Acetic Acid Assay Kit (Acetate Kinase Manual Format)

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00:05   Introduction
01:00   Principle
02:09   Reagent Preparation
03:05   Procedure
06:49   Calculations

Acetic Acid Assay Kit Acetate Kinase Manual Format K-ACETRM Scheme
Reference code: K-ACETRM
SKU: 700004258

72 assays (manual) / 720 assays (microplate)

Content: 72 assays (manual) / 720 assays (microplate)
Shipping Temperature: Ambient
Storage Temperature: Short term stability: 2-8oC,
Long term stability: See individual component labels
Stability: > 2 years under recommended storage conditions
Analyte: Acetic Acid
Assay Format: Spectrophotometer, Microplate
Detection Method: Absorbance
Wavelength (nm): 340
Signal Response: Decrease
Linear Range: 0.3 to 25 µg of acetic acid per assay
Limit of Detection: 0.254 mg/L
Reaction Time (min): ~ 4 min
Application examples: Wine, beer, fruit and fruit juices, soft drinks, vinegar, vegetables, pickles, dairy products (e.g. cheese), meat, fish, bread, bakery products (and baking agents), ketchup, soy sauce, mayonnaise, dressings, paper (and cardboard), tea, pharmaceuticals (e.g. infusion solutions), feed and other materials (e.g. biological cultures, samples, etc.).
Method recognition: Improved method

The Acetic Acid (Acetate Kinase Manual Format) test kit is suitable for the measurement and analysis of acetic acid in food and beverages.

This rapid and reliable manual acetic acid kit is simple to perform (only two absorbance readings required), and because a true end-point is measured, does not involve complicated calculations like other kits. This product is very stable both during storage and use (> 2 years), has extended linearity (compared to ACS based kits), contains PVP to prevent tannin inhibition, and is performed at a relatively low pH (7.4), thus minimising ester hydrolysis related interference. This method is suitable for the measurement of acetic acid/acetate in foods, beverages and other materials.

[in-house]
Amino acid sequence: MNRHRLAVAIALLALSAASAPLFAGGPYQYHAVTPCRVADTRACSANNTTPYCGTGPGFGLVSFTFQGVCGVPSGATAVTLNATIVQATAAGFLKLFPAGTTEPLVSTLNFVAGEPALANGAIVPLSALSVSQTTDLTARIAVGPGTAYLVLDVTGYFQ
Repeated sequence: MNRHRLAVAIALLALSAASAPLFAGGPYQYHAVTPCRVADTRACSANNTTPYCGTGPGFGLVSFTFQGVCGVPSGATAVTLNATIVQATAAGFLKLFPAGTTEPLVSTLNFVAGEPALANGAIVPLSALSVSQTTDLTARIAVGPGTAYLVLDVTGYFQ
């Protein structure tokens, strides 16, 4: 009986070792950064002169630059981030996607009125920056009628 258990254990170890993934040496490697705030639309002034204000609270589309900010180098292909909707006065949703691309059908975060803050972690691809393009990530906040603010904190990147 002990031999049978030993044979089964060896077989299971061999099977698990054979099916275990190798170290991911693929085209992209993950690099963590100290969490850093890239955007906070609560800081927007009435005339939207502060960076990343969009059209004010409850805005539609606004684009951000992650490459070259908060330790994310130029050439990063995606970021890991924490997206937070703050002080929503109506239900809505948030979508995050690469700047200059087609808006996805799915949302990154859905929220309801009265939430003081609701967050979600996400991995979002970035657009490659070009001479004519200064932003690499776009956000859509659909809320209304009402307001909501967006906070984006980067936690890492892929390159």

Note for Content: The number of manual tests per kit can be doubled if all volumes are halved.  This can be readily accommodated using the MegaQuantTM  Wave Spectrophotometer (D-MQWAVE).

View all of our acetic acid and other organic acid assay kits.

Scheme-K-ACETRM ACETRM megazyme

  • Improved assay format (only two absorbance readings required) 
  • All reagents stable for > 2 years after preparation 
  • PVP incorporated to prevent tannin inhibition 
  • Very rapid reaction (~ 4 min) 
  • Mega-Calc™ software tool is available from our website for hassle-free raw data processing 
  • Very competitive price (cost per test) 
  • Suitable for manual and microplate formats
  • Extended cofactors stability
Certificate of Analysis
Safety Data Sheet
FAQs Assay Protocol Data Calculator Other automated assay procedures Validation Report
Megazyme publication

Megazyme “advanced” wine test kits general characteristics and validation.

Charnock, S. J., McCleary, B. V., Daverede, C. & Gallant, P. (2006). Reveue des Oenologues, 120, 1-5.

Many of the enzymatic test kits are official methods of prestigious organisations such as the Association of Official Analytical Chemicals (AOAC) and the American Association of Cereal Chemists (AACC) in response to the interest from oenologists. Megazyme decided to use its long history of enzymatic bio-analysis to make a significant contribution to the wine industry, by the development of a range of advanced enzymatic test kits. This task has now been successfully completed through the strategic and comprehensive process of identifying limitations of existing enzymatic bio-analysis test kits where they occurred, and then using advanced techniques, such as molecular biology (photo 1), to rapidly overcome them. Novel test kits have also been developed for analytes of emerging interest to the oenologist, such as yeast available nitrogen (YAN; see pages 2-3 of issue 117 article), or where previously enzymes were simply either not available, or were too expensive to employ, such as for D-mannitol analysis.

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Megazyme publication

Grape and wine analysis: Oenologists to exploit advanced test kits.

Charnock, S. C. & McCleary, B. V. (2005). Revue des Enology, 117, 1-5.